John A. Marcille

John A. Marcille

In the mid-1980s, when Senior Editor Frank Diamond was working for a newspaper, he wrote a profile of a local caricaturist. As part of the interview, the subject rendered an outsized version in ink of Frank. The picture shows the cub reporter sporting a huge smile, pencil tucked behind his ear, running toward a typewriter. Frank thanked the man. He didn't point out that he used a computer and, in fact, had never used a typewriter in his writing career.

As a former newspaperman who's actually old enough to remember banging out stories on Smith-Coronas, I have to smile. Words and symbols we use often outlive their usefulness in the real world. When's the last time you "dialed" a phone number?

This brings us to our cover. You will be forgiven if you were somewhat taken aback by the rendering of the nurse's cap. When was the last time you saw that? And yet, as a symbol, it resonates.

There's also a reflector. We all know that means physicians. Those with a critical bent may point out that the cover art misses the point of Frank's story on nurse practitioners because it features no symbol representing them. Actually, it features two. The fact that NPs can be identified with both the cap and reflector without having a symbol to call all their own is why they've been described as the "invisible provider."

NPs are fast becoming visible. They may be a contributor to premium stability for HMOs, because they can lower group practices' cost of providing care. They're a source of irritation to physicians as NPs gain authority to practice independently.

The AMA sees this as a threat to quality, but are doctors really needed to render all primary care? Would their skills be put to better use tackling difficult cases? This isn't to suggest that NPs are equal to physicians. We think, however, that just as primary care physicians know when to call in a specialist, likewise NPs realize the kinds of cases they can't handle.

In five years, if we decide to revisit the status of NPs, we may very well put a symbol on our cover that is theirs alone.

Managed Care’s Top Ten Articles of 2016

There’s a lot more going on in health care than mergers (Aetna-Humana, Anthem-Cigna) creating huge players. Hundreds of insurers operate in 50 different states. Self-insured employers, ACA public exchanges, Medicare Advantage, and Medicaid managed care plans crowd an increasingly complex market.

Major health care players are determined to make health information exchanges (HIEs) work. The push toward value-based payment alone almost guarantees that HIEs will be tweaked, poked, prodded, and overhauled until they deliver on their promise. The goal: straight talk from and among tech systems.

They bring a different mindset. They’re willing to work in teams and focus on the sort of evidence-based medicine that can guide health care’s transformation into a system based on value. One question: How well will this new generation of data-driven MDs deal with patients?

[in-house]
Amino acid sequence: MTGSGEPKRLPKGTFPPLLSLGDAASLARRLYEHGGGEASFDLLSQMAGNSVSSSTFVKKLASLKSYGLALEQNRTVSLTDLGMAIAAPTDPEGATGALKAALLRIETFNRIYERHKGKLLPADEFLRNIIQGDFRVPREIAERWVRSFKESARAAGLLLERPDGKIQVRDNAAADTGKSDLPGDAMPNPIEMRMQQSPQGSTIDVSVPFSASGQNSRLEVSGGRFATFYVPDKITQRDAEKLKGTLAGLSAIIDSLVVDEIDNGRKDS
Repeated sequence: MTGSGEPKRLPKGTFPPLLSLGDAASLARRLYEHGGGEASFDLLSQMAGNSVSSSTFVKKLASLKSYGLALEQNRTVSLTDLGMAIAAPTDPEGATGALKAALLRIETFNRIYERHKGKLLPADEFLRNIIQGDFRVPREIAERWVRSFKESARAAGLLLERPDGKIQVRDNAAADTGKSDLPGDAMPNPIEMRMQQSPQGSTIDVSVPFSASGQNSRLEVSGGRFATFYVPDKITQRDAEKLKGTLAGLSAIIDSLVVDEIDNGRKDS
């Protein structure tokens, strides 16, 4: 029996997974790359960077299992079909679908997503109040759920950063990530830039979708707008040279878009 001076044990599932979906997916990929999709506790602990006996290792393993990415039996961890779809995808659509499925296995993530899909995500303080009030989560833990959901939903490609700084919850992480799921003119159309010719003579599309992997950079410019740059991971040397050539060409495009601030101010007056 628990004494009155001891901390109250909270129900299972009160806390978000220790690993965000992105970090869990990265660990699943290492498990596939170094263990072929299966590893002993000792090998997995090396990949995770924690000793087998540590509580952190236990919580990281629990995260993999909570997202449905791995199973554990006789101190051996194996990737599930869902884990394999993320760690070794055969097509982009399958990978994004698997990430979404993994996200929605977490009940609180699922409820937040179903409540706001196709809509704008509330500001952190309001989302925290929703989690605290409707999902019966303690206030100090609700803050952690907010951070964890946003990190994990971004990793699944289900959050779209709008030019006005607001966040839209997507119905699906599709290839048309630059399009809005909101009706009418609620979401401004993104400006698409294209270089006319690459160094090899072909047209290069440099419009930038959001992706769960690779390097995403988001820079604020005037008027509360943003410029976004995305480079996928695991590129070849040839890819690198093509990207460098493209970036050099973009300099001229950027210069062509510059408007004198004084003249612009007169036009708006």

The surge of new MS treatments have been for the relapsing-remitting form of the disease. There’s hope for sufferers of a different form of MS. By homing in on CD20-positive B cells, ocrelizumab is able to knock them out and other aberrant B cells circulating in the bloodstream.

A flood of tests have insurers ramping up prior authorization and utilization review. Information overload is a problem. As doctors struggle to keep up, health plans need to get ahead of the development of the technology in order to successfully manage genetic testing appropriately.

Having the data is one thing. Knowing how to use it is another. Applying its computational power to the data, a company called RowdMap puts providers into high-, medium-, and low-value buckets compared with peers in their markets, using specific benchmarks to show why outliers differ from the norm.
Competition among manufacturers, industry consolidation, and capitalization on me-too drugs are cranking up generic and branded drug prices. This increase has compelled PBMs, health plan sponsors, and retail pharmacies to find novel ways to turn a profit, often at the expense of the consumer.
The development of recombinant DNA and other technologies has added a new dimension to care. These medications have revolutionized the treatment of rheumatoid arthritis and many of the other 80 or so autoimmune diseases. But they can be budget busters and have a tricky side effect profile.

Shelley Slade
Vogel, Slade & Goldstein

Hub programs have emerged as a profitable new line of business in the sales and distribution side of the pharmaceutical industry that has got more than its fair share of wheeling and dealing. But they spell trouble if they spark collusion, threaten patients, or waste federal dollars.

More companies are self-insuring—and it’s not just large employers that are striking out on their own. The percentage of employers who fully self-insure increased by 44% in 1999 to 63% in 2015. Self-insurance may give employers more control over benefit packages, and stop-loss protects them against uncapped liability.